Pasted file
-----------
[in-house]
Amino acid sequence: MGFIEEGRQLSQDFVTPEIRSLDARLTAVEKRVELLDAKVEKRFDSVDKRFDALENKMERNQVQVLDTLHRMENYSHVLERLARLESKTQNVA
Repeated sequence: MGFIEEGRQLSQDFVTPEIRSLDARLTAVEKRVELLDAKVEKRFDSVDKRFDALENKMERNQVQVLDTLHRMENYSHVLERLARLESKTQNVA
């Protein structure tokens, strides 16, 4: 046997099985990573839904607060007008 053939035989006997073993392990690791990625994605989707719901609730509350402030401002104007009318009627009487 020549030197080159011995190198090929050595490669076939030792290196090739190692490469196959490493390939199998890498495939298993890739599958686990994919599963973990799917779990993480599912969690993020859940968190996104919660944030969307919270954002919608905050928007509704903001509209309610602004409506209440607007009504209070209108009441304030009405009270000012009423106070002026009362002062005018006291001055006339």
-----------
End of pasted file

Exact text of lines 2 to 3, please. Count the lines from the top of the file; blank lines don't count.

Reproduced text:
Amino acid sequence: MGFIEEGRQLSQDFVTPEIRSLDARLTAVEKRVELLDAKVEKRFDSVDKRFDALENKMERNQVQVLDTLHRMENYSHVLERLARLESKTQNVA
Repeated sequence: MGFIEEGRQLSQDFVTPEIRSLDARLTAVEKRVELLDAKVEKRFDSVDKRFDALENKMERNQVQVLDTLHRMENYSHVLERLARLESKTQNVA